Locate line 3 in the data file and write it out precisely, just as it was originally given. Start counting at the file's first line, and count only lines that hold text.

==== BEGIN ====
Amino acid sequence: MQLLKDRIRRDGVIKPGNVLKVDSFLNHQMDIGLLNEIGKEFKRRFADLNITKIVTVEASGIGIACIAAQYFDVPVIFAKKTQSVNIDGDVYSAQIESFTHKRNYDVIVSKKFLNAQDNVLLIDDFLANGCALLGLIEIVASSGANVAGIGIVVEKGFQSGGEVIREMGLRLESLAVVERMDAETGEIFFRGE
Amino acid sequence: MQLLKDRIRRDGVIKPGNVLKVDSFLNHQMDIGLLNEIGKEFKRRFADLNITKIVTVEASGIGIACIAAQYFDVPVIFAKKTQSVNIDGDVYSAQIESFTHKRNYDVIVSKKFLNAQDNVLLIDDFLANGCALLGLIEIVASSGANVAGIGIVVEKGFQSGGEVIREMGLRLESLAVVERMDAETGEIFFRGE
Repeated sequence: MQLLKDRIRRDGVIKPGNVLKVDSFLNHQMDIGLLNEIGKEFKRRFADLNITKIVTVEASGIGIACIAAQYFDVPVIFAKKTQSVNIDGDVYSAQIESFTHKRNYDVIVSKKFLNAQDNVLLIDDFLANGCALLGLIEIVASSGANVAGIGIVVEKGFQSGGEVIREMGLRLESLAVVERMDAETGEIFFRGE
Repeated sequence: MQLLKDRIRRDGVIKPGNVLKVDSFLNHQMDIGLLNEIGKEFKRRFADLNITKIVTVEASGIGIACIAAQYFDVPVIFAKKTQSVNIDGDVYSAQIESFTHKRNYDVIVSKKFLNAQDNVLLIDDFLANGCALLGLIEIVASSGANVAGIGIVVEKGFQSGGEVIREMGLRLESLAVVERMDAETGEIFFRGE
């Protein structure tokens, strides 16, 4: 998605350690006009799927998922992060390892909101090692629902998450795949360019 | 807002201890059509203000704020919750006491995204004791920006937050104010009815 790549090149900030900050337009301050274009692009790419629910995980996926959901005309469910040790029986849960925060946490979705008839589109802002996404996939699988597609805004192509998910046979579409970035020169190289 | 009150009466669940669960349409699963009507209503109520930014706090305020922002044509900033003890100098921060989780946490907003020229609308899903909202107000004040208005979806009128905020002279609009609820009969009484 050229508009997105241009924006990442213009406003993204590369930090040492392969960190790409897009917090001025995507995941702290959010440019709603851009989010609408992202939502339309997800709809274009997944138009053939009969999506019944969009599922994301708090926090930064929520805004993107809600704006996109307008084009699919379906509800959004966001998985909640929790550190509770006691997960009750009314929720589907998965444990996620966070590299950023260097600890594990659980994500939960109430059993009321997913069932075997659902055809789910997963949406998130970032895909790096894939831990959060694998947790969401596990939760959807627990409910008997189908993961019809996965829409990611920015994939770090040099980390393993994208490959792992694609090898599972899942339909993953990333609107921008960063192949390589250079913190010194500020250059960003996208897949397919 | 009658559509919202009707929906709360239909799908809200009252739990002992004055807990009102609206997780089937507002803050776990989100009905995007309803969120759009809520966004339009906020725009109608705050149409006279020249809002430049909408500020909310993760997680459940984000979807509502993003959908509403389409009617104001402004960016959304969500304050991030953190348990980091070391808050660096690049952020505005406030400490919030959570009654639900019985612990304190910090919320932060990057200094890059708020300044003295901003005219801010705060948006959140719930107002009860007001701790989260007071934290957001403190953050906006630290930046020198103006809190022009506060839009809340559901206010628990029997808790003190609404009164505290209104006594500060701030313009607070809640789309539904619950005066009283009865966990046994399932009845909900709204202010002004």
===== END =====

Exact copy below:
Repeated sequence: MQLLKDRIRRDGVIKPGNVLKVDSFLNHQMDIGLLNEIGKEFKRRFADLNITKIVTVEASGIGIACIAAQYFDVPVIFAKKTQSVNIDGDVYSAQIESFTHKRNYDVIVSKKFLNAQDNVLLIDDFLANGCALLGLIEIVASSGANVAGIGIVVEKGFQSGGEVIREMGLRLESLAVVERMDAETGEIFFRGE